Everything in my head is too hard to explain

By Dr. Marie Hartwell-Walker

I’m an Australian student who is on exchange in France. For the last two or three years, I have had bouts of what I presume is mild depression (I don’t know for sure because I’ve never been medically diagnosed). I thought I had cured myself for about six months, because all feelings of sadness completely subsided and I was literally in a state of euphoria for the entire time. I never needed to sleep, I had endless energy and motivation, I couldn’t stop laughing etc.

Then a few months ago, I found myself in France. For the first few weeks, the euphoria continued… and then suddenly it was though someone threw a black sheet over my eyes. At first, it could have passed for homesickness but just in the past few weeks this feeling has become particularly bad. It started off with me just not being as talkative, but now it’s worse. I withdraw myself and live in my own world. It’s also nearly impossible for me to smile as well. I’ve just never felt this truly depressed in my life… but it’s more than that, I also feel very spacey and surreal and have become a bit paranoid. Sometimes I get suicidal thoughts and the like but they’re never acted upon, mainly due to two reasons: the first being that with these feeling comes great laziness and fatigue, so I frankly can’t be bothered acting on the feelings and secondly, I have a terrible fear of failure and I see suicide as failure.

I have plenty of friends here and all that but my French is not developed enough to explain these issues and even if it was, I wouldn’t speak of these problems. Not even my best friend of many years knows about this. I suppose this is due to my fear of failure and I also don’t want to bore him/make him think I’m just whiny plus I’d just feel exposed.

In addition to this, I have found two strange feelings I’ve never had before… I actually, in a sick way, enjoy being sad and lifeless yet so desperately want to get rid of it. Sometimes I just sit there and try with everything in me to forget, pulling my hair, but nothing helps. The second bizarre thing is that I find the daylight makes me very low, whereas the night clears my mind a bit.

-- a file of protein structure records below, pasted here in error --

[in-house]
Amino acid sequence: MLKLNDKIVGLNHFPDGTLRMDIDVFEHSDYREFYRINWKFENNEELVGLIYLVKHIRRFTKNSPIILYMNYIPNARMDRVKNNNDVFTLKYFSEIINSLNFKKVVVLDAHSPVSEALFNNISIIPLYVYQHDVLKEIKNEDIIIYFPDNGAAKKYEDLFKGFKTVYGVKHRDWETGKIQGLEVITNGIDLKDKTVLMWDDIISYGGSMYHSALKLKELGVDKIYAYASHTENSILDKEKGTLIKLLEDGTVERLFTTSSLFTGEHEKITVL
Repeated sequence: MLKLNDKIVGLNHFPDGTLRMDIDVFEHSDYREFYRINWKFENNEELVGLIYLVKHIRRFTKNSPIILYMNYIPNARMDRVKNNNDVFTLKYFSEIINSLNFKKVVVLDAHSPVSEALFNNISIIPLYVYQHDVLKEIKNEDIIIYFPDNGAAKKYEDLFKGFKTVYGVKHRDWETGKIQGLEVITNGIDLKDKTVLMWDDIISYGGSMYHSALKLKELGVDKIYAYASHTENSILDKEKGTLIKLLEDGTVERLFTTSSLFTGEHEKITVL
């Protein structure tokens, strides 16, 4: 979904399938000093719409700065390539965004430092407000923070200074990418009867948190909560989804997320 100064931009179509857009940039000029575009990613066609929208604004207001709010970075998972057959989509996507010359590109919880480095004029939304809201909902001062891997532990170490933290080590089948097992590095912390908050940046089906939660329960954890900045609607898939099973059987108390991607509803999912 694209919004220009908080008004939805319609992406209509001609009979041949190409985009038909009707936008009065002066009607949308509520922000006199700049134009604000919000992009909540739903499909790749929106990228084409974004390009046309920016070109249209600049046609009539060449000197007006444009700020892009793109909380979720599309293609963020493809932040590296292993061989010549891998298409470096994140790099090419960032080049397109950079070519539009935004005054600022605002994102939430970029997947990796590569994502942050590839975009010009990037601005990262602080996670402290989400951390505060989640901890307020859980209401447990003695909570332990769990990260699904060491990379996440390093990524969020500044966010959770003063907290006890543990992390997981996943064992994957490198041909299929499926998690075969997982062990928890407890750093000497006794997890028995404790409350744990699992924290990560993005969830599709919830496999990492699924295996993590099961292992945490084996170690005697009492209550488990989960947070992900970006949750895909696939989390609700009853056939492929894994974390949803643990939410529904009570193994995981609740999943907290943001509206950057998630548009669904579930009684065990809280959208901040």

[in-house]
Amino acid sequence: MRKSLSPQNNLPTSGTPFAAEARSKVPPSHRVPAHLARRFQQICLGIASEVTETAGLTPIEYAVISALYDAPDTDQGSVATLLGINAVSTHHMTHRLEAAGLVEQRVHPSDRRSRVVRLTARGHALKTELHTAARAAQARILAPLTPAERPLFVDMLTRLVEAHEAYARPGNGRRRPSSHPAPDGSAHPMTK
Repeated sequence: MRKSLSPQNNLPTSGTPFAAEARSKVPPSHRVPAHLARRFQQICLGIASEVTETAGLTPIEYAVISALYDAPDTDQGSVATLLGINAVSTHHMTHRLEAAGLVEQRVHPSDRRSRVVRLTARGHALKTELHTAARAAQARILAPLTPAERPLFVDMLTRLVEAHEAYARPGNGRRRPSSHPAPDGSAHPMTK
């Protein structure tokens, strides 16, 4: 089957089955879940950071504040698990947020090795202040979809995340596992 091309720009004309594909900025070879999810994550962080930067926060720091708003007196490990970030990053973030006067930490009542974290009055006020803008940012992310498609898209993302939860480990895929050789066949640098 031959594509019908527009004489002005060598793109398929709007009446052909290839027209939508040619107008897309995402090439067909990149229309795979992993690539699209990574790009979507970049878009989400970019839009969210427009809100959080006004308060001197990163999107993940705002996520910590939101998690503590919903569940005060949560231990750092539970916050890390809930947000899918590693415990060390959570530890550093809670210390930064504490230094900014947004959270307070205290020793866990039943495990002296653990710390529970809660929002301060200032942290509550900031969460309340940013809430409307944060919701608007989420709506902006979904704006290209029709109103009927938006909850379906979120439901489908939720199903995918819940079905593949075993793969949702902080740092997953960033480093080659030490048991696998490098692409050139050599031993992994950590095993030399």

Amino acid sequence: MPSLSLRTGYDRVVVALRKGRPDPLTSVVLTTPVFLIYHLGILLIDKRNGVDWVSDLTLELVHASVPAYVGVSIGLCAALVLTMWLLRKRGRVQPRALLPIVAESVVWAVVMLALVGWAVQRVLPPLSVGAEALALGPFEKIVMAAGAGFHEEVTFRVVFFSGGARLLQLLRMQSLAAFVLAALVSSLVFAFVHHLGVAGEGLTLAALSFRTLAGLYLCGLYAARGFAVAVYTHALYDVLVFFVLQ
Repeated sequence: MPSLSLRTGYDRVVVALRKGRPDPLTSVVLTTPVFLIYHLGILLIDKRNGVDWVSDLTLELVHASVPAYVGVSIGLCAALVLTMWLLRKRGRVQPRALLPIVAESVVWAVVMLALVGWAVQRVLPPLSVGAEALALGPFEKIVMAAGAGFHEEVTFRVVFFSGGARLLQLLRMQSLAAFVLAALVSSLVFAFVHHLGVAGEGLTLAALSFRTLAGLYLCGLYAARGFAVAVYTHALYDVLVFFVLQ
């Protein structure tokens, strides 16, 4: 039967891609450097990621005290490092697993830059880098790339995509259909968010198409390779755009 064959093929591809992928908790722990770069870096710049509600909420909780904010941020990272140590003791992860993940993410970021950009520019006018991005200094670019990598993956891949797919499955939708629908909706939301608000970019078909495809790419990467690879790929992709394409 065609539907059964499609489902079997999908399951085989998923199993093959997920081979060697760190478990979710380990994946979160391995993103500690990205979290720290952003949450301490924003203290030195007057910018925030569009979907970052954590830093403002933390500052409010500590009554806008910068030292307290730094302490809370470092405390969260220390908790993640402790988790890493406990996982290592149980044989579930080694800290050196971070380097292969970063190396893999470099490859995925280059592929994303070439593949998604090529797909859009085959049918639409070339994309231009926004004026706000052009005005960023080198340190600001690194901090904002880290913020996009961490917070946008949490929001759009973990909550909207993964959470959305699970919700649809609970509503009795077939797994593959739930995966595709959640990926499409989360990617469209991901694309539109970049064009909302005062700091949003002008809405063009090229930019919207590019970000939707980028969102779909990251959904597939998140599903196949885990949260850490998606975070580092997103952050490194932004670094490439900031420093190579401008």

I feel like I have to say more, but everything in my head is too hard to explain, so I hope this little segment will help me.
Thank-you.

A: Thank you for writing. I’m very concerned about you. The symptoms you are describing are consistent with bipolar disorder. Please go to this link to educate yourself about it.

You are only 16 and on exchange in a foreign country. You are asking too much of yourself to handle your problems alone. I hope your school program has a counselor available. If not, please consider talking with a teacher about how to get some help. You need a psychological evaluation to determine if you need treatment.

I don’t want to make you anxious but if I’m correct about this being bipolar illness it will get worse without treatment. The good news is that with a combination of medicine and talk therapy, most people get better and live a normal life. In fact, people with bipolar are often exceptionally creative and productive once they learn to manage their illness.

You made an important first step in writing to us here at Psych Central. Now please take the next step and talk with an adult who can assist you in getting the help you need.

I wish you well.
Dr. Marie

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Last reviewed: By John M. Grohol, Psy.D. on 7 Nov 2009

APA Reference
Hartwell-Walker, D. (2009). Everything in my head is too hard to explain. Psych Central. Retrieved on December 18, 2014, from http://psychcentral.com/ask-the-therapist/2009/11/07/everything-in-my-head-is-too-hard-to-explain/